o h c och3

Fig. 17.20 Structure of Macroxine.

h

Fig. 17.21 Structure of quebrachidine. Fig. 17.22 Structure of 10-Hydroxystrictamine.

Fig. 17.21 Structure of quebrachidine. Fig. 17.22 Structure of 10-Hydroxystrictamine.

Fig. 17.23 Structure of Nb-demethylalstophyllinoxindole.

Pharmacology

A. macrophylla extracts

Antimicrobial activity: The methanolic crude and methanol-aqueous extract of A. macrophylla leaves and n-butanol part of the crude extract showed antimicrobial activity against various strains of Staphylococcus aureus, Staphylococcus saprophyticus, Streptococcus faecalis, Escherichia coli, Proteus mirabilis, Trichophyton rubrum, Trichophyton mentagrophytes var. mentagrophytes and Microsporum gypseum. The minimum inhibitory concentration (MIC) values ranges from 64 to 1000 microg/ml for bacteria and 32-128 mg/ml for dermatophytes. The stem- bark extract prepared similarly was found to be less active when compared to the leaves.

Anti-inflammatory activity: Methanolic extract of dried leaves of A. macrophylla and its fractions were investigated for its anti-inflammatory activity. The extract at a concentration of 200 mg [kg.sup.-1] and 400 mg [kg.sup.-1], p.o. and its fractions at 25 mg [kg.sup.-1] and 50 mg [kg.sup.-1], p.o. showed the significant dose dependent anti-inflammatory activity in carrageenan and dextran-induced rats hind paw edema (acute models) as well as in cotton pellet-induced granuloma (chronic model) in rats. Antipyretic activity: The methanol extract of A. macrophylla and its fractions were tested on normal body temperature and yeast-induced pyrexia in Wistar Albino rats. The leaf extract at oral doses of 200 and 300 mg/kg, and the n-butanol fractions of the extract at 50 mg/kg showed significant reduction in normal body temperature and yeast-provoked elevated temperature in a dose-dependent manner comparable to that of standard antipyretic drug paracetamol. The antipyretic effect was started at 1h and extended for at least 5h after the drug administration.

CNS activity: Methanol extract at 100-200 mg/kg p.o. and major nonpolar fraction B at 50 mg/kg of A. macrophylla leaves caused a significant reduction in spontaneous activity, remarkable decrease in exploratory behavioral pattern, a reduction in muscle relaxant activity and also significantly potentiated phenobarbitone sodium-induced sleeping time.

Alkaloids of A. macrophylla

Antihypertensive effect: Root alkaloidal mixture is reported to be antihypertensive in animals and humans with no side-effects. Total alkaloid mixture is reported to decrease 10-60% blood pressure in dogs.

Intravenous administration of macroxine is reported to decrease in arterial blood pressure and slight bradycardia in pentothal sodium anaesthetized rats. Four doses viz. 50^g/kg, 100^g/kg, 250^g/kg and 1000^g/kg of macroxine were injected. The effects of macroxine on % fall on mean arterial blood pressure were studied. The dose of 100 ^g/ kg showed 24.03% fall in the mean arterial blood pressure and resulted in 6.6% bradycardia (Table 1.1).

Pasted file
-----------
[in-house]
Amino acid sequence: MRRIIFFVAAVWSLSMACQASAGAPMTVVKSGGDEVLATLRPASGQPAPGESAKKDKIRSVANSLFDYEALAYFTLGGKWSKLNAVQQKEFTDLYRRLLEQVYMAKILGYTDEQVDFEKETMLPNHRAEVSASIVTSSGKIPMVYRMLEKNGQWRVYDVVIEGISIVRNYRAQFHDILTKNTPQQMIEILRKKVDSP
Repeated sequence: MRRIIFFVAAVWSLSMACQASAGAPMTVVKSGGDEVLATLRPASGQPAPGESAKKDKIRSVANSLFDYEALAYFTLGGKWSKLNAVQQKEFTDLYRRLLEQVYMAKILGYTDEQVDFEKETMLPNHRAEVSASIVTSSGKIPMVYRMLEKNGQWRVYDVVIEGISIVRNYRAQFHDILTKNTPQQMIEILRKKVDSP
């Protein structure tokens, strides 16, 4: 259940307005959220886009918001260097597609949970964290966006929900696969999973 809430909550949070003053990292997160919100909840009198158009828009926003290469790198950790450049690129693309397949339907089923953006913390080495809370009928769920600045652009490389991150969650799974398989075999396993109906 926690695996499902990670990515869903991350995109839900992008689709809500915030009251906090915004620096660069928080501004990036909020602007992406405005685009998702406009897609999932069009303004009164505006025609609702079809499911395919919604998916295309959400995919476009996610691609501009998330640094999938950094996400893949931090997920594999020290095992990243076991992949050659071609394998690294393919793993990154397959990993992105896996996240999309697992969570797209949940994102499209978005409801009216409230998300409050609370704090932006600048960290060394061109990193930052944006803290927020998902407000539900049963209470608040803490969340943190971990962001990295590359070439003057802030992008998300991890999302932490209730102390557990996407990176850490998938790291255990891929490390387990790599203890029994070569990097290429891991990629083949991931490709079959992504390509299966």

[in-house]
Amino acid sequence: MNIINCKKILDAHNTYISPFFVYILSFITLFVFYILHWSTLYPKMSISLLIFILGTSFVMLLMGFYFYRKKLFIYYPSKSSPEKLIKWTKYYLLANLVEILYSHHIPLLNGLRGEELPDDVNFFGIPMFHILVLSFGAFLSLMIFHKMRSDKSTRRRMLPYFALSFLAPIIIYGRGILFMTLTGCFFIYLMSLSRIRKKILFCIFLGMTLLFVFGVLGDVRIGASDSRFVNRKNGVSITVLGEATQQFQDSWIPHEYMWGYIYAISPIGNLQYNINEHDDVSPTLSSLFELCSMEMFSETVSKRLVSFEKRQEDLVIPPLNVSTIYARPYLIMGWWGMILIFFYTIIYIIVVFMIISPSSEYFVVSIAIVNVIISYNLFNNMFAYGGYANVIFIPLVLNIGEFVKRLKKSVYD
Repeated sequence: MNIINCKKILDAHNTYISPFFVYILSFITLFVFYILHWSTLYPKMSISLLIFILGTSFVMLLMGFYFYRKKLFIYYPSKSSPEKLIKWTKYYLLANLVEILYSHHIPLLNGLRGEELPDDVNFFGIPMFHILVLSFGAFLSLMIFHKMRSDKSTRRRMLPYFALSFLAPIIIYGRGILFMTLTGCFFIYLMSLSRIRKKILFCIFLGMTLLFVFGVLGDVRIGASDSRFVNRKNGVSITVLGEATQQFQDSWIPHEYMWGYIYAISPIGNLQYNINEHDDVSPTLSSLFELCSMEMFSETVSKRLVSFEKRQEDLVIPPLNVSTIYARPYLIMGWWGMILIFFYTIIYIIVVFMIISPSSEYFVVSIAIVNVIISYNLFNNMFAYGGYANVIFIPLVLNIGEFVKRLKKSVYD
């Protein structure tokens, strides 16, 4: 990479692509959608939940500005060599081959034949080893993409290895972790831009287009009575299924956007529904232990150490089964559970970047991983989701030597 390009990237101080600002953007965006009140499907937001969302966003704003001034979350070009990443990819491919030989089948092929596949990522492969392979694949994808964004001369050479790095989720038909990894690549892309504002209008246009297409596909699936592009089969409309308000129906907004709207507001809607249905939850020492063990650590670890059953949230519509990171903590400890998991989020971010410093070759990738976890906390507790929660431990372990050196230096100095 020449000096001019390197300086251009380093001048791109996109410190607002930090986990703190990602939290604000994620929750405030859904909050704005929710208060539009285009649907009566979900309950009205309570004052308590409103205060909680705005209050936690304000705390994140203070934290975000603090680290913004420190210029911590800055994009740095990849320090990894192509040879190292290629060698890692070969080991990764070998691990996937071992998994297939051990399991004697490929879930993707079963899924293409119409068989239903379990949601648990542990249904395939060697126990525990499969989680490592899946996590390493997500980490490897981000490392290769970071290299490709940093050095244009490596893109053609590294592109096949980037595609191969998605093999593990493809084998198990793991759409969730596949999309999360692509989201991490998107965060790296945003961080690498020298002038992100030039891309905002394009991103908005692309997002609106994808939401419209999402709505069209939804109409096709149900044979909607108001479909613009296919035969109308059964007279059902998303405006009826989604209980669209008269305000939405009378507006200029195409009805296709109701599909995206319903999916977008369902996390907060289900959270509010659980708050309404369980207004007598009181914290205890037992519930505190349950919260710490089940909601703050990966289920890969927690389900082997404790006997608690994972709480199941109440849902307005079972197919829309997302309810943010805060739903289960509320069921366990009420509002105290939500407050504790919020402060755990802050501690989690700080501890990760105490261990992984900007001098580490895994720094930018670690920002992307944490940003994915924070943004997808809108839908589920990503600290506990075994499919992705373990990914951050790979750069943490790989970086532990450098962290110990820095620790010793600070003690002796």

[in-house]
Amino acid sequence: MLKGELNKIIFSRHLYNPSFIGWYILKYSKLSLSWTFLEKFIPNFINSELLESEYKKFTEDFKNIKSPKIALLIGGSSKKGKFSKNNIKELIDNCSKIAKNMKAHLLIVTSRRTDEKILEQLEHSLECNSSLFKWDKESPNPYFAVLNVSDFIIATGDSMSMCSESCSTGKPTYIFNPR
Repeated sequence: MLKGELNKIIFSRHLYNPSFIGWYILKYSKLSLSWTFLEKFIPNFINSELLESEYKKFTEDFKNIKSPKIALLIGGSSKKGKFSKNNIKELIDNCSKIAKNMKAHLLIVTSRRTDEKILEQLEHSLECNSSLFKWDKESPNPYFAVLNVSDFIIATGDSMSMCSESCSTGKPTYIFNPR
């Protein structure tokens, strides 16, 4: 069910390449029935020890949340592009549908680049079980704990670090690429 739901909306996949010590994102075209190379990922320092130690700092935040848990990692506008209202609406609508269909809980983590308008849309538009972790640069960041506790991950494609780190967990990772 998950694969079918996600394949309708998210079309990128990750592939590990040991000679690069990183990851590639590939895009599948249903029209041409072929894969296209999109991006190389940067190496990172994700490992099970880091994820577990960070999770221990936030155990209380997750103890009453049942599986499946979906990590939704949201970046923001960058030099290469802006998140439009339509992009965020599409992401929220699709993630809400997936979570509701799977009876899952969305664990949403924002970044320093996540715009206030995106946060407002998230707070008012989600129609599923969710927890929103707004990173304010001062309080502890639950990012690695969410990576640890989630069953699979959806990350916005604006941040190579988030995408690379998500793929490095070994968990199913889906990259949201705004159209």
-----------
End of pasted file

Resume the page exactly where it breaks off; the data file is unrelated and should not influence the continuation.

Table 17.1 Effect of macroxine on mean arterial blood pressure.

Dose (^g/kg i.v.)

Mean arterial blood pressure (% fall)

50

17.31

100

24.03

250

16.96

1000

10.0

Alstopicralamine demonstrated 55.36% fall in blood pressure with a dose of 30^g/kg given intravenous in an anaesthetized rat (Table 1.2).

Table 17.2 Effect of alstopicralamine on mean arterial blood pressure.

Dose (^g/kg i.v.)

Mean arterial blood pressure (% fall)

20

42.50

30

55.36

Macralstonine has marked antihypertensive effect. Villastonine, in a dose of 2mg/kg body wt of an anaesthetized cat caused fall in blood pressure which was unaffected by atropine. Villastonine is reported to be neuroleptic; 20 mg/kg i.p. dose caused depletion of 5-OH-tryptamine on rat brain after 15 min.

Cytotoxic activity: Significant cytotoxic activity was exhibited by the extract of A. macrophylla on two human lung cancer cell lines, MOR-P (adenocarcinoma) and COR-L23 (large cell carcinoma). Activity-directed fractionation led to the isolation of O-methylmacralstonine, talcarpine, villalstonine, pleiocarpamine, and macraistonine. Villalstonine was found to possess pronounced activity on both cell lines with an IC50 value less than 5 ^M.

Thirteen indole alkaloids isolated from the root bark of A. macrophylla and a semisynthetic bisindole O-acetylmacralstonine were assessed for cytotoxic activity against two human lung cancer cell lines, MOR-P (adenocarcinoma) and COR-L23 (large cell carcinoma), using the SRB assay. Pronounced cytotoxic activity was exhibited by the bisindoles on both cell lines.

The potent alkaloids were further tested against a human normal cell line (breast fibroblasts) and other human cancer cell lines including StMll la (melanoma), Caki-2 (renal cell carcinoma), MCF7 (breast adenocarcinoma), and LS174T (colon adenocarcinoma). O-acetylmacralstonine, villalstonine and macrocarpamine were found to possess pronounced activity against cancer cell lines with IC50 values in the range of 2-10 ^M, with no discernible cell-type selectivity. However, O-acetylmacralstonine displayed discernibly less toxicity against the normal breast fibroblasts. Mutagenic activity: The Ames Salmonella typhimurium microsomal screening system was standardized and pleiocarpamine was screened for mutagenic potential. The results indicated that pleiocarpamine exhibited mutagenic activity in TA98 tester strain.